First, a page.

Lindy hoppers always welcome their kind! We’re a friendly sub-culture, always very welcoming to other dancers.
Sunday Joyful Adventures!
On Sunday, I camped out at a sweet vegetarian cafe called ‘snice in Chelsea to get some work done. Lunch was a vegan dish called “Thanksgiving leftovers” which included Tofurky (“fake” turkey slices made of tofu), cranberry drizzle, baked sweet potato slices, roasted brussel sprouts and greens.
That, and a vegan whoopie-pie style dessert: chocolate cookies with peanut butter filling. Outrageously delicious!
My visiting friend met up with me at the cafe at around 4, and then we wandered around Chelsea looking for somewhere to gt a drink and a bite to eat. We settled on an Italian restaurant with a rooftop terrace, since it was a lovely fall afternoon.
Since we were dining early, we had the terrace to ourselves for most of the time. We spent a few hours there, sharing stories.
Mostly, we laughed. And laughed and laughed and laughed. I sipped a cocktail made with fig vodka and ginger.
When we finished up, it was getting dark. I’d originally planned to meet another friend to go out dancing to Brazilian music, but she ended up being too tired to head out, so I offered to give my friend a ride back to Harlem. We picked out another bar along the way too since my evening was now free.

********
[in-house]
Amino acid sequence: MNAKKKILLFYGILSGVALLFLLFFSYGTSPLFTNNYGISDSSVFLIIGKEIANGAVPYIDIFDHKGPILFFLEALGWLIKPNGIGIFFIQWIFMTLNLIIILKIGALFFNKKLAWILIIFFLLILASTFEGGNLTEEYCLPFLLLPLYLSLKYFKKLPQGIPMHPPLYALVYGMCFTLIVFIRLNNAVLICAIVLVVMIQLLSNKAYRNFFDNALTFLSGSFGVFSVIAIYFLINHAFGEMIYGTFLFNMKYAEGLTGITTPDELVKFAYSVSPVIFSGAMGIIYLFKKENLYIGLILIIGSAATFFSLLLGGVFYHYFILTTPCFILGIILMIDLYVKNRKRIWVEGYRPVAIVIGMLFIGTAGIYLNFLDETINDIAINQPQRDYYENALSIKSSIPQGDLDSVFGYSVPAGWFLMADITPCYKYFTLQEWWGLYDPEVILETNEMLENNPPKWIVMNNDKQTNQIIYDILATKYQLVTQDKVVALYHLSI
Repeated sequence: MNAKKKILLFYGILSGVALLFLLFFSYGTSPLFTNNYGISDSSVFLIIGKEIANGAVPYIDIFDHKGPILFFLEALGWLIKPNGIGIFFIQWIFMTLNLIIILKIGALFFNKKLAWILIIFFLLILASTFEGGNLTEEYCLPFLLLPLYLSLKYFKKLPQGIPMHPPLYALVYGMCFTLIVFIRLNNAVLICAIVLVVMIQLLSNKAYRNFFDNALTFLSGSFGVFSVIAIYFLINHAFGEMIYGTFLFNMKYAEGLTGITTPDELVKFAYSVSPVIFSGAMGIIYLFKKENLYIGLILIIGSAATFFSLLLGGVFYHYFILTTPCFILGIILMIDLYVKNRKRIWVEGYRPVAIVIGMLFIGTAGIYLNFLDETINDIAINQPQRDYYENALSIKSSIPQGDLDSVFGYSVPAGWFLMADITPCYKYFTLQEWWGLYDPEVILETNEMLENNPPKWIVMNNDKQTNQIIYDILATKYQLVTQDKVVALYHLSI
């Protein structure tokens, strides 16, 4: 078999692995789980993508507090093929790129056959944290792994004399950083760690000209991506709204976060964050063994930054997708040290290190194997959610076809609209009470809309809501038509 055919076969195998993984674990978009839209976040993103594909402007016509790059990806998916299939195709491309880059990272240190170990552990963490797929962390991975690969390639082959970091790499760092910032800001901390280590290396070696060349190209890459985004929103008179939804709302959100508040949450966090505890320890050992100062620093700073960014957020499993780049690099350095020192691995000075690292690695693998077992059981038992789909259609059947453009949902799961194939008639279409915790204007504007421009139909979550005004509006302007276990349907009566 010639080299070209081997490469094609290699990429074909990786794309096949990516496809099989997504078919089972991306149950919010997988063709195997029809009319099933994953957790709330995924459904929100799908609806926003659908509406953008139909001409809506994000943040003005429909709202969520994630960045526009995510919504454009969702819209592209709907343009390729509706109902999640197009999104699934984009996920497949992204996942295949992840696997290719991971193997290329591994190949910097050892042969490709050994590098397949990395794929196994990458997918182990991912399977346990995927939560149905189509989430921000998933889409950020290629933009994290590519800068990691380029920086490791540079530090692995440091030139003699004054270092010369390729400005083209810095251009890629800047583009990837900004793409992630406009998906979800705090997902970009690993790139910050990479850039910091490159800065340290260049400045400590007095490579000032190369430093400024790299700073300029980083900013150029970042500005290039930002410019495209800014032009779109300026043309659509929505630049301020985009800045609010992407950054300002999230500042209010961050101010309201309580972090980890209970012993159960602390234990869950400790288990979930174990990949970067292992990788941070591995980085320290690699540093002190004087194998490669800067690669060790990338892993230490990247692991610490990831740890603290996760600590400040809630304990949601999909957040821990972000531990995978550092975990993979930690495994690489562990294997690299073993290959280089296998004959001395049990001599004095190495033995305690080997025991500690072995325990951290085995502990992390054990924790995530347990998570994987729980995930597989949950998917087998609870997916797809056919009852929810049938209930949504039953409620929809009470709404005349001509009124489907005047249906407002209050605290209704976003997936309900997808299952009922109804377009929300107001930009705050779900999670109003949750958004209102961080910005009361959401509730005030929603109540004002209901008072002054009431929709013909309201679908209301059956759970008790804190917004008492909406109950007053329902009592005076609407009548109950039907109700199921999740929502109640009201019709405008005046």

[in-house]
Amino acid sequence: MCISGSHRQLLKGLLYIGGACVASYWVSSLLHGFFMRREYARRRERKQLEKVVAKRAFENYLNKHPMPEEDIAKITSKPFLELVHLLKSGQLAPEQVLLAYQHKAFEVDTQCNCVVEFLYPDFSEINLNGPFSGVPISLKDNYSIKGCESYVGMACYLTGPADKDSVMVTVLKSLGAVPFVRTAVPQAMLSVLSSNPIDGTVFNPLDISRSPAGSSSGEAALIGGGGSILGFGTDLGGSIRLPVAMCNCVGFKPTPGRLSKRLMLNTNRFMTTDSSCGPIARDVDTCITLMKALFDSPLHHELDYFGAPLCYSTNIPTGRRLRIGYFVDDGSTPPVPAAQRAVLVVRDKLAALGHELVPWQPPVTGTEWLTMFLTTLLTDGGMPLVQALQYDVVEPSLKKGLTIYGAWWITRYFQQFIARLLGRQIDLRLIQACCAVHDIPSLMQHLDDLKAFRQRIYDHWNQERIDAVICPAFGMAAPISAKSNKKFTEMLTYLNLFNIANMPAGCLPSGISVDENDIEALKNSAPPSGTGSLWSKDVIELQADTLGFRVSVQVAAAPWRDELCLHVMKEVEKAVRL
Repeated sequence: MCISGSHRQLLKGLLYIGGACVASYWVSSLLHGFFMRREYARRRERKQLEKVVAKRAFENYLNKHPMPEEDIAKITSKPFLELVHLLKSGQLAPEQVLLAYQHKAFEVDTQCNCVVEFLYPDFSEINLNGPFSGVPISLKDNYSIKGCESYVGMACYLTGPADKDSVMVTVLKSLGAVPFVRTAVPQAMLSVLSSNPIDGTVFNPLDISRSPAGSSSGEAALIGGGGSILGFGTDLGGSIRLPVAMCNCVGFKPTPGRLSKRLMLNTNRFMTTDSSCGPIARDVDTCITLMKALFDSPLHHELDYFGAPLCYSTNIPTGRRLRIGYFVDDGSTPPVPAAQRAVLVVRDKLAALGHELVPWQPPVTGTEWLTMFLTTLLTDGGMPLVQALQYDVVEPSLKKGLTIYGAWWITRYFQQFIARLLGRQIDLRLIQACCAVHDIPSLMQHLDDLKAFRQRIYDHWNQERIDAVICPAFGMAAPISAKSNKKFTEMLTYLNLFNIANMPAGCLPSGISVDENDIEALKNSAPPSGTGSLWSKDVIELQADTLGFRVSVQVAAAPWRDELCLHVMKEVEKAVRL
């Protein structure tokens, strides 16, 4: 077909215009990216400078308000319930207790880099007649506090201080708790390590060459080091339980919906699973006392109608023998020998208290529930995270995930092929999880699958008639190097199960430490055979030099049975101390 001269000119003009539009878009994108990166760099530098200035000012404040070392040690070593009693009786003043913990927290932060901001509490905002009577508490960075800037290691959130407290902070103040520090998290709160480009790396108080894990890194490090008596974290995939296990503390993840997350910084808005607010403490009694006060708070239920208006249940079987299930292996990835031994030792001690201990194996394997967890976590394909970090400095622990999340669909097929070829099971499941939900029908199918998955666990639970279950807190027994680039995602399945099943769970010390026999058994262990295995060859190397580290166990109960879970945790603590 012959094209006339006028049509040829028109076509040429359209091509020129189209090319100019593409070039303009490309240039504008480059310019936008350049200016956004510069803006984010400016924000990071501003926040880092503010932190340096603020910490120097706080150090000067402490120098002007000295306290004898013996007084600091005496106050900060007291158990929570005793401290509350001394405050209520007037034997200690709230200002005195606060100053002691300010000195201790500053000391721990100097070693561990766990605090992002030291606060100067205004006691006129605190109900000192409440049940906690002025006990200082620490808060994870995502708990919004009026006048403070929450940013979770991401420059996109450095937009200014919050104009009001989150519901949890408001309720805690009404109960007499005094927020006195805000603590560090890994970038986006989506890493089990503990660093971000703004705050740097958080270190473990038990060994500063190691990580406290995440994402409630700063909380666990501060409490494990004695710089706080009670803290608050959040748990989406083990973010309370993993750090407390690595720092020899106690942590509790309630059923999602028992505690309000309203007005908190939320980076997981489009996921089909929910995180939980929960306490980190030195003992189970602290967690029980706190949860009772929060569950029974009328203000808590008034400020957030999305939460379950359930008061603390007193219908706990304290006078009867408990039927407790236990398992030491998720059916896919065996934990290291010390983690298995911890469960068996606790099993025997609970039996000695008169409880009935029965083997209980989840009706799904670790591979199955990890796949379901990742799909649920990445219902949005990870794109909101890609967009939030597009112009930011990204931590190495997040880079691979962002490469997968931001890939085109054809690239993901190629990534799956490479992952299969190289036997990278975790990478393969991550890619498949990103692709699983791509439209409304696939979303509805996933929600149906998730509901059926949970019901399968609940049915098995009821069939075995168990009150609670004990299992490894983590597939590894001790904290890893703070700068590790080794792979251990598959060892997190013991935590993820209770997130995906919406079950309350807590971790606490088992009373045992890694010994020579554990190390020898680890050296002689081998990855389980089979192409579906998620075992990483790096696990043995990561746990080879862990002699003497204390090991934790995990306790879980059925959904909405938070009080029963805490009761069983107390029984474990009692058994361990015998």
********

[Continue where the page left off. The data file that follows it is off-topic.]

It was one of those days when you don’t really want it to end. I wanted to just keep hanging out and laughing and sharing stories.
It was also one of the most uproariously hilarious days I’d spent with anyone in a while. My stomach hurt from laughing so much, and I’d had to wipe away tears (of joy and laughter!).
That’s what I call a successful day in the city. Or anywhere really; as my friend pointed out it’s not the location that matters as much as the company. And I was in divine company.
A Slice of Joyful Adventure Heaven
For me, “heaven on earth” is joy and laughter. It’s when we connect deeply with someone, or when we don’t want our time with them to end.
It’s sharing and connecting and enjoying new experiences together. My weekend in New York City was a slice of heaven.
I love the city too, and love exploring. I even love driving in NYC, which many people seem to fear or not like. I am not intimidated by it in the least.
It was a good reminder that I need to drive down to the big city more often, for dancing, seeing friends, and having random joyful adventures. There is no place like New York City, that’s for sure!
I am thankful for a beautiful weekend and for all the joy. Share your latest joyful adventures with us here!
Lisa Graham is an inspirational writer, life coach, motivational speaker, and globe-trotter whose passion is to help others to find happiness and meaning their daily lives. A political activist at heart, Lisa would like to empower more women to run for political office as a way to create positive change in the world. You can find her on the Madam President Project or watch her TEDx speech on YouTube.